ADOT seeks public input on options for US 60 bridge at Pinto Creek

Structure no longer meets minimum standards for bridges

PHOENIX – The Arizona Department of Transportation is seeking public input on options for the US 60 bridge over Pinto Creek, including the agency’s decision to pursue removing and replacing the structure.

Built in 1949, the 637-foot-long Pinto Creek Bridge, located east of the Valley between Superior and Miami, no longer meets minimum standards set by the Federal Highway Administration, the American Association of State Highway and Transportation Officials and ADOT’s bridge design guidelines. Though it continues to be safe for traffic, the structure is considered structurally deficient and functionally obsolete.

In accordance with federal law governing proposed transportation projects involving sites with historic significance, ADOT is seeking public input on possible courses of action for the Pinto Creek Bridge. These are:

  • Building a new bridge and removing the existing bridge, the action that ADOT and the Federal Highway Administration have decided to pursue
  • Rehabilitating the existing bridge
  • Building a new bridge and rehabilitating the existing bridge
  • Taking no action

The Arizona Federal Highway Administration office has completed a report, Programmatic Section 4(f) Evaluation and Approval for FHWA Projects that Necessitate the Use of Historic Bridges, which is posted at azdot.gov/PintoCreekBridge. Comments can be submitted by email to PintoCreek@azdot.gov, by calling the ADOT Project Information Line at 855.712.8530 or by mail to:

ADOT Communications 1655 W. Jackson St., MD 126F  Phoenix, AZ 85007

Comments must be received by Dec. 8 to be included in the official project record.

The McCraren Compliance Team Supports Tucson Take Steps for Crohn’s & Colitis

Last Saturday, Tom Webb took steps to raise funds and awareness of Crohn’s disease and ulcerative colitis at Brandi Fenton Memorial Park in Tucson, AZ. All funds raised were donated to the organization to help find cures for Crohn’s disease and ulcerative colitis. To learn more and get involved, visit www.crohnscolitisfoundation.org.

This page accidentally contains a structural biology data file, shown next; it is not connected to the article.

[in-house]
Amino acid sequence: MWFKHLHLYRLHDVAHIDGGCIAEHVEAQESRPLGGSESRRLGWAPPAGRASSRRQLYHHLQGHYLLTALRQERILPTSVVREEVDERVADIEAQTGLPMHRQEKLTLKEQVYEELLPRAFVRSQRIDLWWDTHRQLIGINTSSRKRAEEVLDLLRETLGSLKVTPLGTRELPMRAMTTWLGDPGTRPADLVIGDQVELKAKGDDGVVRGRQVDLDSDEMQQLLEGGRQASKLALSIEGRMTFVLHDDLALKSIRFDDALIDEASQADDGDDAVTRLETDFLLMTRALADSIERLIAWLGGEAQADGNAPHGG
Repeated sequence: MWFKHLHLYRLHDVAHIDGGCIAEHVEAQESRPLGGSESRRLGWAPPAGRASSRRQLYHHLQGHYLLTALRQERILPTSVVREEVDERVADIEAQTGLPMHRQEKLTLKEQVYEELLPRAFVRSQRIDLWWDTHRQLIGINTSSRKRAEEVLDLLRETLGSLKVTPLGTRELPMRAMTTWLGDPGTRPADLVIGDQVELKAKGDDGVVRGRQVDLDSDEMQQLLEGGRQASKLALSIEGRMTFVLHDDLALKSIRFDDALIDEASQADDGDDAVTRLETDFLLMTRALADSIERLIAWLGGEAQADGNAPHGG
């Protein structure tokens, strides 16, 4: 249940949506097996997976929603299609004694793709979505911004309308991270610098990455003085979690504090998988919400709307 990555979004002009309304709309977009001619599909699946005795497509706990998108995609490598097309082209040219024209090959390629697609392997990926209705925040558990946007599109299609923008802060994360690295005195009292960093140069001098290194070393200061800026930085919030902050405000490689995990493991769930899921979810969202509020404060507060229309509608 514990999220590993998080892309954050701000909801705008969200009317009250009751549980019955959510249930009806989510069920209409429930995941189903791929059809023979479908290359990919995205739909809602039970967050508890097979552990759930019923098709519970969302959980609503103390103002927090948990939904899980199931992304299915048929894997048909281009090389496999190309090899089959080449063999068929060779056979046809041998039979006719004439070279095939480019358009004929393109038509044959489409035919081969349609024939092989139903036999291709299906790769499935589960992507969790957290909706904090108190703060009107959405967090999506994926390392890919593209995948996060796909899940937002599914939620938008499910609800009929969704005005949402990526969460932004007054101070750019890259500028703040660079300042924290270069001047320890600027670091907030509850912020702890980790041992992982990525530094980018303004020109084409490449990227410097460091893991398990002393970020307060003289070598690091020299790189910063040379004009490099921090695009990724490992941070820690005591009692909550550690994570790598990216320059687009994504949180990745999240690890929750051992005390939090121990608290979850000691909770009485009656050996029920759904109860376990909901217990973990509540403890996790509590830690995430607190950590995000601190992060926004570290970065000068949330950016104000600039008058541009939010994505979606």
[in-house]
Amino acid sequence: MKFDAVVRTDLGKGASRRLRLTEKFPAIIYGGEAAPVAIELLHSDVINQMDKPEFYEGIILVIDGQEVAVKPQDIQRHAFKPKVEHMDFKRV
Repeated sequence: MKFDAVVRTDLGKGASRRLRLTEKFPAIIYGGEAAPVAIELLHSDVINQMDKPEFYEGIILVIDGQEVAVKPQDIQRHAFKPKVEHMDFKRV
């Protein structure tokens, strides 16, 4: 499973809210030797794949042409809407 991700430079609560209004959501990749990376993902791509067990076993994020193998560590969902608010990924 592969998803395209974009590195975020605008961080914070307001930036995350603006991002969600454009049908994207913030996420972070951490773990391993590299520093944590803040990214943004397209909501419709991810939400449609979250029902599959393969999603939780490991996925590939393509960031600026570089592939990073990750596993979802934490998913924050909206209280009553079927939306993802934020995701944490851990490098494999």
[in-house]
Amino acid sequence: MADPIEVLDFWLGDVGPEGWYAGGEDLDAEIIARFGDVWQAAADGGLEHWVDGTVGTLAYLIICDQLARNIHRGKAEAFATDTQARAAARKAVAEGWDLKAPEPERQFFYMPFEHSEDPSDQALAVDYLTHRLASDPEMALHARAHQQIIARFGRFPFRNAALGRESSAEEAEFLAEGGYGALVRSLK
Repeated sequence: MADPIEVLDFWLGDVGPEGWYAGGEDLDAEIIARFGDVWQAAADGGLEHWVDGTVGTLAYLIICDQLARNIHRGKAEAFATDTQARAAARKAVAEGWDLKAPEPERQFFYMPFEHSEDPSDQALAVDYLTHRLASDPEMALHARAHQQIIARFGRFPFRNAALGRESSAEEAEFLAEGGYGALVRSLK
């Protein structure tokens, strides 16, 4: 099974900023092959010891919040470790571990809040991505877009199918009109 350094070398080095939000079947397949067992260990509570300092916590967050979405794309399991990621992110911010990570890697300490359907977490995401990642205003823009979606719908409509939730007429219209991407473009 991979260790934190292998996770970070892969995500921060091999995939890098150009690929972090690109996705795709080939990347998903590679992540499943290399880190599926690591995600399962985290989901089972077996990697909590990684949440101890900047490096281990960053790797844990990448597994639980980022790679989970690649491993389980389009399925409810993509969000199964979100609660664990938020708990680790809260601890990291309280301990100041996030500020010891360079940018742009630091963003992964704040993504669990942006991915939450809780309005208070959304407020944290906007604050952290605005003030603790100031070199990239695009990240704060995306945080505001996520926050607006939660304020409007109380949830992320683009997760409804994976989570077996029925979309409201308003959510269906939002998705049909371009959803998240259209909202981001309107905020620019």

Katie Garvey – 2017 Tucson Honored Hero

Silica Webpage Updated

Information on silica hazards and related OSHA standards are now in one location on OSHA’s website. The updated silica page contains links to guidance on complying with OSHA’s silica standards in both construction and general industry and maritime, as well as information on silica sampling and analysis, health effects of silica exposure, and answers to frequently asked questions.

Top 10 OSHA Violations Announced at National Safety Congress

On Sept. 26, at the National Safety Council’s annual Congress & Expo, OSHA Deputy Director of Enforcement Programs Patrick Kapust announced the preliminary list of 10 standards most frequently cited by the agency’s inspectors during Fiscal Year 2017. Fall protection was the most-cited standard for the seventh year in a row, followed by Hazard Communication, and Scaffolding. The only new addition to last year’s list was Fall Protection – Training Requirements, which came in at ninth place. OSHA publicizes the Top 10 list to increase awareness of these standards so employers can take steps to find and fix the hazards to prevent injury or illness.

 

 

 

 

 

 

 

 

Top from left: Fall Protection, Hazard Communication, Scaffolding, Respiratory Protection, Lockout/Tagout

Bottom from left: Ladders, Powered Industrial Trucks, Machine Guarding, Fall Protection – Training Requirements, Electrical – Wiring Methods.

Top Stories OSHA to delay enforcement of crystalline silica standard in the construction industry OSHA Memorandum Outlines 30-Day Enforcement Plan for Silica Construction Standard

Enforcement of OSHA’s respirable crystalline silica standard for construction went into effect on Sept. 23. The agency announced in a September 20 memorandum a 30-day enforcement phase-in to help employers comply with the new standard. Citations may be considered for employers not making any efforts to comply. For more information on silica hazards and OSHA’s standard, visit the Silica Final Rule webpage.